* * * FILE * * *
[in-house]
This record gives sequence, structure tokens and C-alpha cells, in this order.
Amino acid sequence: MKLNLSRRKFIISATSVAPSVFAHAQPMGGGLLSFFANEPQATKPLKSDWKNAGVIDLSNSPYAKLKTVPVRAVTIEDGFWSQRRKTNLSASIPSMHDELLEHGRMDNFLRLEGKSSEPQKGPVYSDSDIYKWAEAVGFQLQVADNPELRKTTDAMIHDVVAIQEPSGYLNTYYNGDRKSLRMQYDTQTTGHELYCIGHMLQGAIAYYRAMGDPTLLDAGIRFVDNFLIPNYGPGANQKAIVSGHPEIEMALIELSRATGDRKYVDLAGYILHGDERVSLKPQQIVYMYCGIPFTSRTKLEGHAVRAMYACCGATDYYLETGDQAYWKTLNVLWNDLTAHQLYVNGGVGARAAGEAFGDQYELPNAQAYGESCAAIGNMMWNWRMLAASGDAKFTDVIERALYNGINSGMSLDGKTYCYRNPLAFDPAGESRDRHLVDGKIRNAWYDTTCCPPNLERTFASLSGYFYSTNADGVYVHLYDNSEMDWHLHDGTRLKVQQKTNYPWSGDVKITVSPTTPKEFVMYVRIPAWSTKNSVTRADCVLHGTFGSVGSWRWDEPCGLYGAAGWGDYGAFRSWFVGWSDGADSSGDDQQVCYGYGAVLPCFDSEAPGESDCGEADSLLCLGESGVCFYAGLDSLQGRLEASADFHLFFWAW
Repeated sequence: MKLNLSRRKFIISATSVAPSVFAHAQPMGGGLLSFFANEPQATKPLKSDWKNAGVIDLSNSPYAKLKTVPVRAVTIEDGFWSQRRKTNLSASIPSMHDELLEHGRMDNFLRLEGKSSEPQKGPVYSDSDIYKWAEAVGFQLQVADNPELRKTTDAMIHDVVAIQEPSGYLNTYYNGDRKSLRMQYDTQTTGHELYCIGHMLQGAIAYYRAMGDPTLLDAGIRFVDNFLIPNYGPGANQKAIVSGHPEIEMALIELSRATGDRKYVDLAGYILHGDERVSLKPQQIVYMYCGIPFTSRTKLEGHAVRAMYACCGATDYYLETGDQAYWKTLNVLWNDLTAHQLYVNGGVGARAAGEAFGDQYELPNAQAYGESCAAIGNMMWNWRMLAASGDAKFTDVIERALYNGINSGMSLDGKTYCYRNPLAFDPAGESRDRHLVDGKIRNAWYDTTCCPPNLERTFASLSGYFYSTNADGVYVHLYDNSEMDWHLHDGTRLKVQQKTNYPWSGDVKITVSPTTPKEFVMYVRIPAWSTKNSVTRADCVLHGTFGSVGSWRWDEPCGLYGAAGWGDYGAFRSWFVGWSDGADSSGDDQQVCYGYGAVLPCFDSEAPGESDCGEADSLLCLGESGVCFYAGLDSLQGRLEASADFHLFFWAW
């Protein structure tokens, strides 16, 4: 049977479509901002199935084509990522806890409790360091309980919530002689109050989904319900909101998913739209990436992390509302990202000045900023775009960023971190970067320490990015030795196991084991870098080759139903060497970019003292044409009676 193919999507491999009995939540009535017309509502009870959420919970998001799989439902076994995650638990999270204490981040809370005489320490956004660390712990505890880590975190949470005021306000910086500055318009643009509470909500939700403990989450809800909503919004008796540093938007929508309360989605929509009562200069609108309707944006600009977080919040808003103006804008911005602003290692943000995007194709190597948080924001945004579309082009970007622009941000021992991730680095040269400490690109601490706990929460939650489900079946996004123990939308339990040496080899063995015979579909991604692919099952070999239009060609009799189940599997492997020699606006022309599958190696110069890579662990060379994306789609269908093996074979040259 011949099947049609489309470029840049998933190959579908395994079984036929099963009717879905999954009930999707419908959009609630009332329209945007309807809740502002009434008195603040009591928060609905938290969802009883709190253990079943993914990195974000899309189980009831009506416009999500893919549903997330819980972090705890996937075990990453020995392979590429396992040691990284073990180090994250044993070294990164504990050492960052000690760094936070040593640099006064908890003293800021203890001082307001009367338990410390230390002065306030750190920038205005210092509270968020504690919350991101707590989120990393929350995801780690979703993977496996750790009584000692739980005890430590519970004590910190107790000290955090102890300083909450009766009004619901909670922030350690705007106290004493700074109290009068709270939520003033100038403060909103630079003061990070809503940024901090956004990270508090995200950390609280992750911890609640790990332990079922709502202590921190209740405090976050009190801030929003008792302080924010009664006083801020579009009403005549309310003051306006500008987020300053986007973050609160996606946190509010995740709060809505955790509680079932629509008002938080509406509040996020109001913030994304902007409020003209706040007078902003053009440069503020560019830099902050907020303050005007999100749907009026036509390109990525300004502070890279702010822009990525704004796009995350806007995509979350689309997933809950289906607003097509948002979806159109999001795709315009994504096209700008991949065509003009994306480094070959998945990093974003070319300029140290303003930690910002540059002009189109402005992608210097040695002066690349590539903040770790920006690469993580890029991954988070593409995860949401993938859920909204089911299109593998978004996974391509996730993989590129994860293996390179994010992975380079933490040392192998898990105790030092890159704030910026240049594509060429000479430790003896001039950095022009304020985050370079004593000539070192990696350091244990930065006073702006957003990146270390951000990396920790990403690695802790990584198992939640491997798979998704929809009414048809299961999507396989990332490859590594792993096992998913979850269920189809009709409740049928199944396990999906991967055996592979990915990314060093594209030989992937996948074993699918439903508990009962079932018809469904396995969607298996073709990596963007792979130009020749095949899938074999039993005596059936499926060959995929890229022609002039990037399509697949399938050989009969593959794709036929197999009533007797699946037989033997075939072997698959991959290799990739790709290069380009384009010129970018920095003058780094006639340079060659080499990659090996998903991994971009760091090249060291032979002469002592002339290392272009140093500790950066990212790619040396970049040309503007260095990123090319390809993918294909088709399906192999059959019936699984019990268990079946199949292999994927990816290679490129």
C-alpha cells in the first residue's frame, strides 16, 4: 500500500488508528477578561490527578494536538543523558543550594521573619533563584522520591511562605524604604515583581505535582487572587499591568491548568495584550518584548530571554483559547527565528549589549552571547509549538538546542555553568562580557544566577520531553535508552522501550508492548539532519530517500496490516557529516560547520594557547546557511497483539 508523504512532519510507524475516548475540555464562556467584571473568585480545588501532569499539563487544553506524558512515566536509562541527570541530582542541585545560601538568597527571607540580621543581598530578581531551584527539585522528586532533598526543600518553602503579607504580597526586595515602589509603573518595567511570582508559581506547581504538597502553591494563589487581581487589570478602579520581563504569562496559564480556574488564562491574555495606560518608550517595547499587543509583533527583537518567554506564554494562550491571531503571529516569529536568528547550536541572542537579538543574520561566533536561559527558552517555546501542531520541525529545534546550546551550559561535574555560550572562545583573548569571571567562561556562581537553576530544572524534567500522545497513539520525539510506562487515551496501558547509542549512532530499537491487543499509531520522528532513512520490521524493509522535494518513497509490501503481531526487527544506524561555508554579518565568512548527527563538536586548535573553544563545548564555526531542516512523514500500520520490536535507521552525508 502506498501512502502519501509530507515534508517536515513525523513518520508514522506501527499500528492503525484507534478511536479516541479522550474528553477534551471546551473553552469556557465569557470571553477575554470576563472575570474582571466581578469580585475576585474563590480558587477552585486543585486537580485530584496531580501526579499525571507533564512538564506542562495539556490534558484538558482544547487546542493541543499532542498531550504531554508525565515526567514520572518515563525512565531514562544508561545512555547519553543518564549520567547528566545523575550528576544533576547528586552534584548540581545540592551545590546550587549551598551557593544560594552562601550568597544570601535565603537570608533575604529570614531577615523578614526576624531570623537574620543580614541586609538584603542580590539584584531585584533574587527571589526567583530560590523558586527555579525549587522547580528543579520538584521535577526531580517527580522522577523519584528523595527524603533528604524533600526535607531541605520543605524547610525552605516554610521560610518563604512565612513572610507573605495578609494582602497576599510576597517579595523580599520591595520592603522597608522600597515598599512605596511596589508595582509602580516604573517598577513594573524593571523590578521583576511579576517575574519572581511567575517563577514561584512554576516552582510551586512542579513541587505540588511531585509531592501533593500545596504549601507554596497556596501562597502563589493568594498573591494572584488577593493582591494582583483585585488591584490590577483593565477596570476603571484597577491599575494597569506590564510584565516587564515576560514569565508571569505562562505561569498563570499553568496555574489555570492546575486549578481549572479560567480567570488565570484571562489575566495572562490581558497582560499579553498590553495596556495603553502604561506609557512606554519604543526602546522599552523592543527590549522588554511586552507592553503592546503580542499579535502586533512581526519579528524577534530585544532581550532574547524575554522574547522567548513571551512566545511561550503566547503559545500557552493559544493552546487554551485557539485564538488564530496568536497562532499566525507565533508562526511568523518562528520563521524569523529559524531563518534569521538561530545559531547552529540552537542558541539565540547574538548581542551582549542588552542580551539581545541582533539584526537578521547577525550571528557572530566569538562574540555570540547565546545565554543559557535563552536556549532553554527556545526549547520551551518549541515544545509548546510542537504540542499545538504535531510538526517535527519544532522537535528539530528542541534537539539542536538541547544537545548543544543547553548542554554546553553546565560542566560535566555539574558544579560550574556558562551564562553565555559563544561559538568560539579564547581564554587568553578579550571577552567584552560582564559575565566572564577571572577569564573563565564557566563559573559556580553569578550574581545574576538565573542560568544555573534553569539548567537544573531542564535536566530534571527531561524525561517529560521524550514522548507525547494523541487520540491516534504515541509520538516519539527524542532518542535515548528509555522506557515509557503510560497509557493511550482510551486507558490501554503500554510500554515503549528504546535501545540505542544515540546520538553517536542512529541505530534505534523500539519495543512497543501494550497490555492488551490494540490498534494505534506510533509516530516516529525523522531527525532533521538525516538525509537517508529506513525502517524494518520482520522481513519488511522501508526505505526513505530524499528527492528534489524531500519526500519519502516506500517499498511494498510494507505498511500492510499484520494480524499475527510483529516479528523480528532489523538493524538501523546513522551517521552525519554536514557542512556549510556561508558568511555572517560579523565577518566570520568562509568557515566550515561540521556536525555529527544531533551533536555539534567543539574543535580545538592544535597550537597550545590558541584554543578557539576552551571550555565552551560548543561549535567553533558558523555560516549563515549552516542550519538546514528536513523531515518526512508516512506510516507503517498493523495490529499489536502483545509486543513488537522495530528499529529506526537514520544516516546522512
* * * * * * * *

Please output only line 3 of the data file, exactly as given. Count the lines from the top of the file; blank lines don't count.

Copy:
Amino acid sequence: MKLNLSRRKFIISATSVAPSVFAHAQPMGGGLLSFFANEPQATKPLKSDWKNAGVIDLSNSPYAKLKTVPVRAVTIEDGFWSQRRKTNLSASIPSMHDELLEHGRMDNFLRLEGKSSEPQKGPVYSDSDIYKWAEAVGFQLQVADNPELRKTTDAMIHDVVAIQEPSGYLNTYYNGDRKSLRMQYDTQTTGHELYCIGHMLQGAIAYYRAMGDPTLLDAGIRFVDNFLIPNYGPGANQKAIVSGHPEIEMALIELSRATGDRKYVDLAGYILHGDERVSLKPQQIVYMYCGIPFTSRTKLEGHAVRAMYACCGATDYYLETGDQAYWKTLNVLWNDLTAHQLYVNGGVGARAAGEAFGDQYELPNAQAYGESCAAIGNMMWNWRMLAASGDAKFTDVIERALYNGINSGMSLDGKTYCYRNPLAFDPAGESRDRHLVDGKIRNAWYDTTCCPPNLERTFASLSGYFYSTNADGVYVHLYDNSEMDWHLHDGTRLKVQQKTNYPWSGDVKITVSPTTPKEFVMYVRIPAWSTKNSVTRADCVLHGTFGSVGSWRWDEPCGLYGAAGWGDYGAFRSWFVGWSDGADSSGDDQQVCYGYGAVLPCFDSEAPGESDCGEADSLLCLGESGVCFYAGLDSLQGRLEASADFHLFFWAW